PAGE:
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Capsule Art Reviews: "Bert L. Long Jr: An Odyssey," "Cruz Ortiz: I Speak Lightning," "Janice Jakielski: Constructing Solitude," "John Cage: Prints, Drawings, and a Music Box," "Toby Kamps: 99 Cent Dreams"

"Bert L. Long Jr: An Odyssey" If you can look on the bright side, this was some fortunate timing. The UAC Contemporary Art Gallery at Houston Baptist University was putting together a small show of Bert Long's work late last year when the Fifth Ward artist was diagnosed with pancreatic cancer. He died a month later, on February 1. In what turned out to be one of his last acts as a Houston artist, Long wanted to show work that even his friends and collectors hadn't seen before. Given his two-inch-thick résumé, full of local shows and press clippings, that would pose quite the challenge, but the resulting show is one that's full of surprises and a fitting tribute to the beloved artist. The 16 works on display were made in the last 30 years and include photographs of a trip to Cuba, paintings, sculpture and assemblage. One of the earliest works is "Persistence (Mums the Word)" (1983), a curious piece of mixed media that features an ax piercing black, stitched lips, with the word "art" carved over and over again into the canvas board. The most recent work on display, completed in 2012, also has a dark edge to it. "Purgatory" prominently features the flashing neon words "Hell" and "Open," as subtle a message as a stop sign. The heaviest piece is "Dear John, Dear Vincent, Dear Pablo, Dear Bert," an overwhelming 400-pound clock that's a wall of boots, giant nails and broken glass. That's right. These often unsettling works can be literally dangerous if not handled properly. Long strove to be truthful in his work, and, like the truth, these pieces are not always pretty or neat. One of the most prominent pieces is "Quest," an assemblage displayed in the middle of the small gallery. It was initially found buried in the middle of Long's studio, and looks as though it had collected everything in there. A trunk has almost too many items to mention affixed to it — an old credit card of Long's, a license plate, liquor bottles, an old newspaper, rope, a toothbrush, a lit lightbulb and a broken wine glass. The trunk is supported by two "legs," one foot wearing a white shoe and the other a black one, and there's a steering wheel on top. It looks like a walking time capsule, continually on the move. Long's massive bound résumé is also on display for your perusal. It's composed of hundreds of pages that document his shows and press from the start of his art career up to 2008, giving those unfamiliar with his work an insight into his prominence in Houston's art community. Of course, some of the best insight into his style will be right in front of you. These works are loud, strange, unsettling and anything but boring, and will leave you wanting more. Through April 18. 7502 Fondren, 281-649-3678. — MD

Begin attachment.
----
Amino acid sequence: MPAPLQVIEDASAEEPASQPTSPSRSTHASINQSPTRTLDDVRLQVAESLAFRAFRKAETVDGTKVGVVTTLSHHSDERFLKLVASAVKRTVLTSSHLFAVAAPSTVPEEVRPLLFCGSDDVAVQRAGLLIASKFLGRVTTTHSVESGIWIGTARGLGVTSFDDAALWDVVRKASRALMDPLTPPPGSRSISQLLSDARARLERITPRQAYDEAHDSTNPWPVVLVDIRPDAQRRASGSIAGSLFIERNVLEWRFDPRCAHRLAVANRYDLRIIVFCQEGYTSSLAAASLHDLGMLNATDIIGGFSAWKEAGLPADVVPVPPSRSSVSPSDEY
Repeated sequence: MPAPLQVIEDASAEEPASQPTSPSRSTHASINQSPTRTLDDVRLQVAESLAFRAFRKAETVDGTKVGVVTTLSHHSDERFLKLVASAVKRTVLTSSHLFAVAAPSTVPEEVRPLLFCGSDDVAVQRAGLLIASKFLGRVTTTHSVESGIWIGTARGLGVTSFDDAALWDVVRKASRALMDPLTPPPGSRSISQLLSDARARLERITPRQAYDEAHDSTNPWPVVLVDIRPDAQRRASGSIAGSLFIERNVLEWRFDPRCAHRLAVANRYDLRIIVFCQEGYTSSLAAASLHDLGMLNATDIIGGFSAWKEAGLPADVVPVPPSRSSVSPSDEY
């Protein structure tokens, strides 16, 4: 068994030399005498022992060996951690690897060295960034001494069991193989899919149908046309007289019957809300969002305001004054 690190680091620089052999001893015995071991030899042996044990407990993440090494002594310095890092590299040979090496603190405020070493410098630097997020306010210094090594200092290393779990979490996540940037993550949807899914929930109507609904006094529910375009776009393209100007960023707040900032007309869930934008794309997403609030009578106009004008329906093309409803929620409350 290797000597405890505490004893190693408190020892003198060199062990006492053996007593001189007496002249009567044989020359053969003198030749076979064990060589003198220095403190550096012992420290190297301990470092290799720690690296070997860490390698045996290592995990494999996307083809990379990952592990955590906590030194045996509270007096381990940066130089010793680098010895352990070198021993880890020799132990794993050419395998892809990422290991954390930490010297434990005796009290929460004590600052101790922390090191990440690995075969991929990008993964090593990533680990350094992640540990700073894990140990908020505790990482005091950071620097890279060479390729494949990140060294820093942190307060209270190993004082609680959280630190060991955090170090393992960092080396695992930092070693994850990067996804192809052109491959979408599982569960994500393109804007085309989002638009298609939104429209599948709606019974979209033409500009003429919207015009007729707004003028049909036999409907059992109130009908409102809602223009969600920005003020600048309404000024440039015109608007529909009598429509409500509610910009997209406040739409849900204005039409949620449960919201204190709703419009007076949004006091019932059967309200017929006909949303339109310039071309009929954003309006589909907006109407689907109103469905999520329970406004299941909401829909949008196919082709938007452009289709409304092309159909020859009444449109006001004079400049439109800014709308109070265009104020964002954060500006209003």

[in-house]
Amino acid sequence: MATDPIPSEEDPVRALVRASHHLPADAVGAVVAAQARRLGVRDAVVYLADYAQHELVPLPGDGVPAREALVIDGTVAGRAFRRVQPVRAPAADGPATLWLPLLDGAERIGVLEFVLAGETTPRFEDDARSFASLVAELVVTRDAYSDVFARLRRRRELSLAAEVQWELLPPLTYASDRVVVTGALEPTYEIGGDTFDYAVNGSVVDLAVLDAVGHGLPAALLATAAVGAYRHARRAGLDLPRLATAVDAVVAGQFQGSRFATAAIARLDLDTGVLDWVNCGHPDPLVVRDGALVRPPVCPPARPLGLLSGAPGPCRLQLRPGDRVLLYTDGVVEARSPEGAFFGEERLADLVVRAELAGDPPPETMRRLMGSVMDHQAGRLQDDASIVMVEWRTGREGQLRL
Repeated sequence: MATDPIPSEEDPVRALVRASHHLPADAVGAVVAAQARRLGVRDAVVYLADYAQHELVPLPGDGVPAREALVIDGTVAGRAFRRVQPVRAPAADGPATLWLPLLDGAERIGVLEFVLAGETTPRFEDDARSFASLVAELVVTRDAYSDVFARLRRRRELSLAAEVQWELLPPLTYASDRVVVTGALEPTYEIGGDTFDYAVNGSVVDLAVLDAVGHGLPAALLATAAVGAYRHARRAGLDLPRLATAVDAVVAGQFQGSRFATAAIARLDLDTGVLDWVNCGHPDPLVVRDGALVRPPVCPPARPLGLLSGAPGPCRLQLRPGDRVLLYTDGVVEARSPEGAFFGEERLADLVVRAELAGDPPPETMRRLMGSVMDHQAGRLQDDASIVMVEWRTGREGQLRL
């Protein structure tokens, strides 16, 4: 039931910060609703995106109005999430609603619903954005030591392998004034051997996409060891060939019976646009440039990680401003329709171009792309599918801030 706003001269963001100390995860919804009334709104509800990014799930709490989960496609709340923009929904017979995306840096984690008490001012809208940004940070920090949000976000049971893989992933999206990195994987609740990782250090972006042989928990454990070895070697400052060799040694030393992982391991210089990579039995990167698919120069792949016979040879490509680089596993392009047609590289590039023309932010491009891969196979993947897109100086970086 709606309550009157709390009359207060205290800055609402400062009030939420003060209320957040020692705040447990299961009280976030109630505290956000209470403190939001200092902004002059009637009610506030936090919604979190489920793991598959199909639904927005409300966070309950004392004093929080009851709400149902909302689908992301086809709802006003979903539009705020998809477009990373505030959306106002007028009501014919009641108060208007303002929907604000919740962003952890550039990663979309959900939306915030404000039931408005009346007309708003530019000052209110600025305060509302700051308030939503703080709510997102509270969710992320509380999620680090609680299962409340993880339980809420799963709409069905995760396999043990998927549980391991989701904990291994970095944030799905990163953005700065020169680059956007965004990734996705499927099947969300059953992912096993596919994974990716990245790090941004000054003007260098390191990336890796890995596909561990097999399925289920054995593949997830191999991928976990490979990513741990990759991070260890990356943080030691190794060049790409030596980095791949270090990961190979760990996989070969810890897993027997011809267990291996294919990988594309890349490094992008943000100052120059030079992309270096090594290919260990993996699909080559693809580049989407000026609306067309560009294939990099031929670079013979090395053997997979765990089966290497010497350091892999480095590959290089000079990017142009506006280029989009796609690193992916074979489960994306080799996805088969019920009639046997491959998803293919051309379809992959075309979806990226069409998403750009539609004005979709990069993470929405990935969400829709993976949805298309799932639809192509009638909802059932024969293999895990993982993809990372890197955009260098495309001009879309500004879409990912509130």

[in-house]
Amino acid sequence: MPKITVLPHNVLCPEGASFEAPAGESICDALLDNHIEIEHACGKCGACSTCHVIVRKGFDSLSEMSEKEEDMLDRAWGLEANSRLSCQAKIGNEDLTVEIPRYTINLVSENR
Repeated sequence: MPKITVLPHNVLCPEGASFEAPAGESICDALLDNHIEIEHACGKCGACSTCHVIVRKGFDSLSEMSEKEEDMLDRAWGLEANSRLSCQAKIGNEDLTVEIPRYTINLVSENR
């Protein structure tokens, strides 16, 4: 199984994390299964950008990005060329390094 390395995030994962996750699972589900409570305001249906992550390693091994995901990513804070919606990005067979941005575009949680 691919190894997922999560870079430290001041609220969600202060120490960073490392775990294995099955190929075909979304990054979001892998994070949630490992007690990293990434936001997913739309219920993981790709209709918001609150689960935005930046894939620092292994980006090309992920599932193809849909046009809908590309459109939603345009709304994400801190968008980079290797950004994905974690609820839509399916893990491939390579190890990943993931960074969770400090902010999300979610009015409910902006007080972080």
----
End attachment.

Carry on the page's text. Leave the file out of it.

"Cruz Ortiz: I Speak Lightning" Cruz Ortiz is known to work in wheat paste murals, video, street sculptures and guerrilla AM radio broadcasts. His latest solo exhibition is just gouache on paper and panel, but that doesn't make it any less quiet. "I Speak Lightning" at David Shelton Gallery is a loud, blaring show. It is full of bold colors, bright text and, yes, more than a few streaks of lightning. The Houston-born, San Antonio-based artist made a splash here three years ago with his solo exhibition at CAMH. That show introduced many to Ortiz's (to borrow the term) lo-fi aesthetic. There's a simplicity and crudeness to his paintings, a freestyle, rasquache technique that allows Ortiz to work really fast — he created the nearly two dozen pieces in the show just this year. I can see that crude flatness being a barrier to appreciating Ortiz's art — he doesn't seem to try all that hard — but I found it to be part of his charm. In fact, one of my favorites in the show was "Darlin." The piece features just the word "Darlin" done in a thin pink font of Ortiz's design — letters alternate between uppercase and lowercase at whim — against a teal background. Purple stars line the top and bottom of the panel in a free-hand style that, again, can come off as slapdash. But there's something about the combination of the bold colors, simple proclamation and unrefined drawing style that is just winning. The show alternates between these text-based pieces that speak of sunshine and "amor" and Ortiz's lovesick poets — cowboy hat-sporting, bandanna-wearing cowboys who are likely the originators of these texts and have literal stars in their eyes. This part can get a bit confusing, but Ortiz's black-lipped alter ego Spaztek (that's part-Aztec, part-spaz) also shows up a few times in portraits such as the sunburst Menudo Power. As the legend goes, Spaztek is on a cosmic search for love — complete with a ray gun. He's a prop, it seems, through which Ortiz can freely speak of personal yet universal topics like love and desire. Though it professes to be about love, "I Speak Lightning" isn't a romantic show; in place of hearts, Ortiz uses stars. But it is an eccentric, giddy celebration of the kind of love that causes fireworks and drives men crazy. When you're immersed in those graphic paintings, the enthusiasm is contagious. Through March 30. 3909 Main. 832-538-0924. —MD

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